President Barack Obama and United Nations Secretary-General Ban Ki-moon at the UN. (Photo: Anthony Behar / dpa / picture-alliance / Newscom)
Despite claims from U.S. officials that the bipartisan, consistent, and preferred venue for addressing the Palestinian-Israeli issue is the UN Security Council, the opposite is the case. Of the myriad of reasons it has been avoided, one is the well-known, well-documented, and baked-in, anti-Israel bias of the world body.
Hillel Neuer, executive director of UN Watch, provides a few examples from 2016 alone. In October, The UN Educational, Scientific and Cultural Organization [UNESCO] "negated its mandate to protect world heritage by adopting a resolution which used Islamic-only terms for Jerusalem's Temple Mount, the holiest site in Judaism, denying thousands of years of Jewish and Christian heritage, religion and culture." Meanwhile, the UN women's rights commission condemned Israel as the world's only violator of women's rights, "ignoring real abusers of women's rights such as Iran, Saudi Arabia, Pakistan and many others." A November 30 UN resolution called on Israel to transfer control of the Golan Heights to Syria. That would be without negotiations and while the Syrian regime of President Bashar al-Assad is slaughtering hundreds of thousands of his own people and the Islamic State is running rampant.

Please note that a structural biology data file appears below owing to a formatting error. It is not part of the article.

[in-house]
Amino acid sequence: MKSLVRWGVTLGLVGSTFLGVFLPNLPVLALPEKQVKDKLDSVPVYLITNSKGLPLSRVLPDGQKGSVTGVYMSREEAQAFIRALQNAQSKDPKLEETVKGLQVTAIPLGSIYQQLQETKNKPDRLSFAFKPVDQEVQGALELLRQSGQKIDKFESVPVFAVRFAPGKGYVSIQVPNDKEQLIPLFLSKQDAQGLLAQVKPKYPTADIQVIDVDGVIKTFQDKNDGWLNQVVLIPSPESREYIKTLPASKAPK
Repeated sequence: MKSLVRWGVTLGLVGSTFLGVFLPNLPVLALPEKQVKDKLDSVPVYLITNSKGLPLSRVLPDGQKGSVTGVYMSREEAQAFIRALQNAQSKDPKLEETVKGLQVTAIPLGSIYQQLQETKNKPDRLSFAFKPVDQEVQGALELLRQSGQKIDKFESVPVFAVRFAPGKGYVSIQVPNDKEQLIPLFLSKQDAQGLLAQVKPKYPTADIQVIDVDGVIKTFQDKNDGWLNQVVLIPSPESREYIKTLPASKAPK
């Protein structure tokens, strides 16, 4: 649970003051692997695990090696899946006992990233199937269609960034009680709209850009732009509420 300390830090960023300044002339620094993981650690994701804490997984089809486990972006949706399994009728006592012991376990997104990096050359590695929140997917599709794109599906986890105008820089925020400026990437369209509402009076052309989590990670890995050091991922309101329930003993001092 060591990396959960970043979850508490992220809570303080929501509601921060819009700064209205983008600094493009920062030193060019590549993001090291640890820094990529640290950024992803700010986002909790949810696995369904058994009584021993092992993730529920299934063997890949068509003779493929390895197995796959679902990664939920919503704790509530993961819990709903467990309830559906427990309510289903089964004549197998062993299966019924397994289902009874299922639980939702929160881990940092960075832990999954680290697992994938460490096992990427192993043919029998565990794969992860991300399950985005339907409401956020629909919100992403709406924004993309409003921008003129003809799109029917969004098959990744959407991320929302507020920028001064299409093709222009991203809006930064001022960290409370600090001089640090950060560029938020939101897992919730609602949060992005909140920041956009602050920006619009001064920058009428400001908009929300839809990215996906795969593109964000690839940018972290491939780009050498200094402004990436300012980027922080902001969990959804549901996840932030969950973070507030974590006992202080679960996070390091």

In 2016, the UN singled out Israel for condemnation 20 times. By way of contrast, Syria, Iran, and North Korea, were each condemned only once. The institutional UN bias against Israel is so pronounced that even the outgoing UN Secretary-General, Ban Ki-Moon, concluded the obvious in his departing speech just a week before the Security Council passed the latest anti-Israel resolution: "Decades of political maneuverings have created a disproportionate volume of resolutions, reports and conferences criticizing Israel. In many cases, rather than helping the Palestinian cause, this reality has hampered the ability of the UN to fulfill its role effectively."
Although Security Council resolutions do not themselves create international law, it does create international precedent and its weight is heavily considered in determining legal obligations under international law. Therefore, the UNSCR provides fresh ammo for states and organizations seeking to single out Israel in a manner applied nowhere else.